On September 16–17, 2022, I will participate in a conference hosted by The Huntington Library, Art Museum, and Botanical Gardens on the topic of “Law and New Media.” The conference will convene leading academics and practitioners for a far-reaching conversation about the ways in which technologies of print media, photography, communications, film, and digital culture affect the practices of law and justice.

In addition to delivering opening remarks and moderating the conference wrap-up, I will give a talk titled, “Beyond the ‘Mug Shot’: Photography and the Court of Public Opinion.”

In a blog post for The Huntington, I discuss a range of intriguing questions that will be probed at the conference, and demonstrate why The Huntington is the ideal place to explore such a rich and complex topic: namely, its impressive collections of books, papers, pictures, paintings, drawings, and objects related to research on cultures of the law, symbolism and law, technology and law, law and literature, iconic trials, landmark legal decisions, law as spectacle, and images of the law.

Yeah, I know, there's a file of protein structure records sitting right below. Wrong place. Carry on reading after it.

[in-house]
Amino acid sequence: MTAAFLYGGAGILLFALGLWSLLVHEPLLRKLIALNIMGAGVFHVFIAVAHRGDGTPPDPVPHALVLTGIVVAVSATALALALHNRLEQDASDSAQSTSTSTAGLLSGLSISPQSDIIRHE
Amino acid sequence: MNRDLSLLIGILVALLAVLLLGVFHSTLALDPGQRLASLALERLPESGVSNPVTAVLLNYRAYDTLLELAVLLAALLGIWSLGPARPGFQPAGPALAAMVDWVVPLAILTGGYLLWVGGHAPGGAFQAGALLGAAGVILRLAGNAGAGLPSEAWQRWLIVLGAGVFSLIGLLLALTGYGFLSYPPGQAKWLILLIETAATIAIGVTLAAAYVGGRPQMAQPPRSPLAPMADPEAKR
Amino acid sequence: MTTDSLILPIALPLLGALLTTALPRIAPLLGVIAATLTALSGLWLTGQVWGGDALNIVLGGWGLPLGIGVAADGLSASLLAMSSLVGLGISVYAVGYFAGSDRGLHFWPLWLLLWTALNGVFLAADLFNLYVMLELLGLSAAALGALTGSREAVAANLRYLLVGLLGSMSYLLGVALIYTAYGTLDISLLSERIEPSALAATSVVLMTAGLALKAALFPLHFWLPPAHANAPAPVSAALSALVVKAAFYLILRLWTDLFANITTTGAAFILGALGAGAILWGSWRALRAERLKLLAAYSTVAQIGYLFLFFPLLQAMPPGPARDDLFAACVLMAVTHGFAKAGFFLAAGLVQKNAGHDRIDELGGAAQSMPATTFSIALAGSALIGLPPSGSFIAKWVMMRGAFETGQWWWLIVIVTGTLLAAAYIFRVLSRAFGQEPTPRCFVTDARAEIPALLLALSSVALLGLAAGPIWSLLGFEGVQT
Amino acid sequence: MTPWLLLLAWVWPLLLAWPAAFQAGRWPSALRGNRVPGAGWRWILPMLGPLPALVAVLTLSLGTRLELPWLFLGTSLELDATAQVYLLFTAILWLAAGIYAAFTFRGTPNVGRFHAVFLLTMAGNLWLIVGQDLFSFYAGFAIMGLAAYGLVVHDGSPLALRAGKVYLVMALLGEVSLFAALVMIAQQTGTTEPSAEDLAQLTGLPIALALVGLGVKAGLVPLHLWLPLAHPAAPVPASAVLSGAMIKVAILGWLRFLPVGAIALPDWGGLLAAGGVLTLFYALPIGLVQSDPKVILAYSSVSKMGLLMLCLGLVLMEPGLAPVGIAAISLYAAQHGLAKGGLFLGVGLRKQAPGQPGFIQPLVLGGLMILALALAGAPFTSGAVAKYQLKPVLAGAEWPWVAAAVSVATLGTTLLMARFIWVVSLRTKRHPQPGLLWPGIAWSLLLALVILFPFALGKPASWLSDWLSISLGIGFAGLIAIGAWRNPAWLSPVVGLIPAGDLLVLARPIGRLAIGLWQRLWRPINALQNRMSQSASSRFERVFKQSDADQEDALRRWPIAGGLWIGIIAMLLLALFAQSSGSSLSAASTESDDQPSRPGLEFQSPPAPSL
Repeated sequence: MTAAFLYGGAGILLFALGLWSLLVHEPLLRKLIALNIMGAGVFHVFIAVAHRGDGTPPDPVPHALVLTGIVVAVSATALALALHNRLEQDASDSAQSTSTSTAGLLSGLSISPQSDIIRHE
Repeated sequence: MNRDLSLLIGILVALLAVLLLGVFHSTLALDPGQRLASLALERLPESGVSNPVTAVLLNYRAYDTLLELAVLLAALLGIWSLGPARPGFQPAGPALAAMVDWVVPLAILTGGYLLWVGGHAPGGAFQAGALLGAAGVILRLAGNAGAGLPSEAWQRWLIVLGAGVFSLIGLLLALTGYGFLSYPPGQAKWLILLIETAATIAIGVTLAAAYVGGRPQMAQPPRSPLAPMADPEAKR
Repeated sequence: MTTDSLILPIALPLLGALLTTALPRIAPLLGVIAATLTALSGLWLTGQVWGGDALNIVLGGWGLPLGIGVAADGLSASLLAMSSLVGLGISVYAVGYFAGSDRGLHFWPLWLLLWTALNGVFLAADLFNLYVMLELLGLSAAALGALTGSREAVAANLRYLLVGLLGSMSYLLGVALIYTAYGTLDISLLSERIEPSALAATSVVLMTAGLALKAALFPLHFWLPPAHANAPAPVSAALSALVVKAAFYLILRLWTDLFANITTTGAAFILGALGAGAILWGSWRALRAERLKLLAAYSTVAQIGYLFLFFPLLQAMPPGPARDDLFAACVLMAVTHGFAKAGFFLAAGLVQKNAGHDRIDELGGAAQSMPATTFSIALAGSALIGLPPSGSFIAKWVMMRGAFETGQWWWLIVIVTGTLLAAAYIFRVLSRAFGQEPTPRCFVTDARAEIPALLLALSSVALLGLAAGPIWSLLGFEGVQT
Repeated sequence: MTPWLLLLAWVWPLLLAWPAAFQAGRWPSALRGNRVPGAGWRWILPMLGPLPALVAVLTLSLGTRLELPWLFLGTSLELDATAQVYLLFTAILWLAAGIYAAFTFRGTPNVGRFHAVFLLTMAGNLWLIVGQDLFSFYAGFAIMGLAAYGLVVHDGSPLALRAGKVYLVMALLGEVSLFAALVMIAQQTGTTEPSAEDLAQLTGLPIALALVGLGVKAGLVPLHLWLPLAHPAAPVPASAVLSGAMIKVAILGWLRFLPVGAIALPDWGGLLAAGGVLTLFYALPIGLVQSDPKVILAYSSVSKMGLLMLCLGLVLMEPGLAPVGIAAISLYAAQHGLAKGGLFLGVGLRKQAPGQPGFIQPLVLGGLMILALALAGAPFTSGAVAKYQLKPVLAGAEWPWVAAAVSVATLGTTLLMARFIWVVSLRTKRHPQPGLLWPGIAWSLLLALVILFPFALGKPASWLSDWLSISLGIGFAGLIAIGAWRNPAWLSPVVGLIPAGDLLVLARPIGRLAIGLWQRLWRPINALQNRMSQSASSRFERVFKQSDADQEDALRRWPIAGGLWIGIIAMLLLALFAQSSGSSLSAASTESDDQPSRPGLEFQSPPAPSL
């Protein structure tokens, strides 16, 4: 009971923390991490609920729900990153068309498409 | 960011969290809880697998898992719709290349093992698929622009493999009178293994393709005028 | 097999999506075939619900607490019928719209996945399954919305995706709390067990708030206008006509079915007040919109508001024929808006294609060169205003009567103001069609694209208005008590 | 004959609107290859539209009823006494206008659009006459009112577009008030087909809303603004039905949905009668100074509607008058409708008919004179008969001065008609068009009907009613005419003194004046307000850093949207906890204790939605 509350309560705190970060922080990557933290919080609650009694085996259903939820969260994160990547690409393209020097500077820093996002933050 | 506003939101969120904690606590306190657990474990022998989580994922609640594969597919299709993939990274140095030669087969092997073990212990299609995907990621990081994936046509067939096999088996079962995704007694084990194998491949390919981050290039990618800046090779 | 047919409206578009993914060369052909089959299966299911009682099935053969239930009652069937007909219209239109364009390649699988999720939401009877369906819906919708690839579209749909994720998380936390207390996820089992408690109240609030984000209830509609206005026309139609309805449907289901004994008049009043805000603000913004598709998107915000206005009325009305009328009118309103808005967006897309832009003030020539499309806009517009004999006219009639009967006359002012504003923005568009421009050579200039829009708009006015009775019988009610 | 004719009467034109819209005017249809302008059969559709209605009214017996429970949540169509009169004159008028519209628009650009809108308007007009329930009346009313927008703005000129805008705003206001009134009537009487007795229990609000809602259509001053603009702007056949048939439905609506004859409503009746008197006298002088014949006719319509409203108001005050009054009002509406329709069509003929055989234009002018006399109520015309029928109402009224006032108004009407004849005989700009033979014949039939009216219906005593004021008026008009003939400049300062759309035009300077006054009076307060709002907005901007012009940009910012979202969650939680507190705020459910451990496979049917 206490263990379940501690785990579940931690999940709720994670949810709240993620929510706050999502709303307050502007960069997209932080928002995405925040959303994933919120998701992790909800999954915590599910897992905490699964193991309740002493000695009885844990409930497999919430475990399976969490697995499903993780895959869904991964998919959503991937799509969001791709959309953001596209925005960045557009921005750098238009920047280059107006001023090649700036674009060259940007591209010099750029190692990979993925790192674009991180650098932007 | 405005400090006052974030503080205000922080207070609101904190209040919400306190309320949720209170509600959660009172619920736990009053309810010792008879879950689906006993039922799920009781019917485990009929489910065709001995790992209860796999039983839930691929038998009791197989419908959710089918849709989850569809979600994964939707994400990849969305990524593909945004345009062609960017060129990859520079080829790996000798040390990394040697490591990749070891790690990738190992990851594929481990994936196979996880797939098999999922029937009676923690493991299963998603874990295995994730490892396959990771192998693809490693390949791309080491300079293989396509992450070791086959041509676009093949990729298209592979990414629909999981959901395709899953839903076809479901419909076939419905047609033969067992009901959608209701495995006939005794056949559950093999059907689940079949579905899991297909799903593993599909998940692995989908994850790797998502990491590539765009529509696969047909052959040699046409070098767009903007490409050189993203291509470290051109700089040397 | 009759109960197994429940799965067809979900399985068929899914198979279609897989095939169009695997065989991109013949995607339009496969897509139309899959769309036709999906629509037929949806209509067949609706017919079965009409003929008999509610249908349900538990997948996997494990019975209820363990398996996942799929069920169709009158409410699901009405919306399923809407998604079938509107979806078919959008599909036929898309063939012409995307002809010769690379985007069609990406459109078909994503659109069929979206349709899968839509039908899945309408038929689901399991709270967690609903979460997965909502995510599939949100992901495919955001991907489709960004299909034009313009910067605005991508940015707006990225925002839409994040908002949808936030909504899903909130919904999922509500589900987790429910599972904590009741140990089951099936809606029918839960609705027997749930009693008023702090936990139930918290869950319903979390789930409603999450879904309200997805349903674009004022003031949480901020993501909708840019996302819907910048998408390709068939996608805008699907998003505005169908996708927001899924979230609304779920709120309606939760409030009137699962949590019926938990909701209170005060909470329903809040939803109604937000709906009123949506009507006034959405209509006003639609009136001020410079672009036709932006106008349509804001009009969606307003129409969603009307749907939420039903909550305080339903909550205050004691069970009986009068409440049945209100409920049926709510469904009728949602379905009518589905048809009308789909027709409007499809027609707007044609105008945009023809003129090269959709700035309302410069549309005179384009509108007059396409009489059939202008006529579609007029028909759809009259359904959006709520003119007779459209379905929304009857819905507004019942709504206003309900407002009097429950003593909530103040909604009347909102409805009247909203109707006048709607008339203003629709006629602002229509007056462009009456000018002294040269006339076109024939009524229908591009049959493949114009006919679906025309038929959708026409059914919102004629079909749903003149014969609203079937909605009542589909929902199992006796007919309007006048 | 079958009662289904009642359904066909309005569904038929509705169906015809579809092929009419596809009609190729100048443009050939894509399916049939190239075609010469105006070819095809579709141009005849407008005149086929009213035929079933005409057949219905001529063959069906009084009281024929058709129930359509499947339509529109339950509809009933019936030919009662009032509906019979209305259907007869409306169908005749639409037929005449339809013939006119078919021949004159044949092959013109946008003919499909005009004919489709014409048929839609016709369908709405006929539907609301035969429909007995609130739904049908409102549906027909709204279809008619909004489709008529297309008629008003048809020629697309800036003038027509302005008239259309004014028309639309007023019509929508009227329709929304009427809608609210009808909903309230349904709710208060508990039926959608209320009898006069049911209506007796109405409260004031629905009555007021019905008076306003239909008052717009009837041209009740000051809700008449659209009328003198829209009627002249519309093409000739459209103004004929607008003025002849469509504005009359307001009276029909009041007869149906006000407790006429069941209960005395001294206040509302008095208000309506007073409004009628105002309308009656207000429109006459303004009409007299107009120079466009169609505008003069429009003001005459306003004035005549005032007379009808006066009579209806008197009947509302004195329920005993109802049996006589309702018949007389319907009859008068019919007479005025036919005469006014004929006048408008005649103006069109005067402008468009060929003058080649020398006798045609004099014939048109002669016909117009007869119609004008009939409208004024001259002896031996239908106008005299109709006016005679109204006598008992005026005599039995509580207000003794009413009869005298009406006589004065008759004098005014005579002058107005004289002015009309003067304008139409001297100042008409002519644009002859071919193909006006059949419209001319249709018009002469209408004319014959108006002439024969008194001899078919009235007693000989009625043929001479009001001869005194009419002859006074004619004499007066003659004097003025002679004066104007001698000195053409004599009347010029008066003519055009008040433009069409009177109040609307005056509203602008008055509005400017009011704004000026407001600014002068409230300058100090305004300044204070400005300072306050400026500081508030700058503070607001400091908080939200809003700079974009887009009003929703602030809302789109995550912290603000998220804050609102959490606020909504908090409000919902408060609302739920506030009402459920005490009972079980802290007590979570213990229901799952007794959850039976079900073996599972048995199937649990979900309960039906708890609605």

Learn more and see a sampling of items from the collections.

Also in connection with the conference, The Huntington will also host a public talk by Martin Rowson, lead editorial cartoonist for The Guardian, on “Mocking the Preposterous: How to Taunt Tyrants and Survive – A Short Guide to 45,000 Years of Visual Satire.” The talk is free with registration.


Jennifer Tucker is a historian who studies the interrelations of art and science, photography, and mass visual culture, with a specialization in 19th to mid-20th century British, U.S., and trans-Pacific history. The common threads in her diverse research fields are the dynamics of visual media in modern history, the nature of evidence, public perceptions and practices of history, and the interrelationships of science, technology, and the law.


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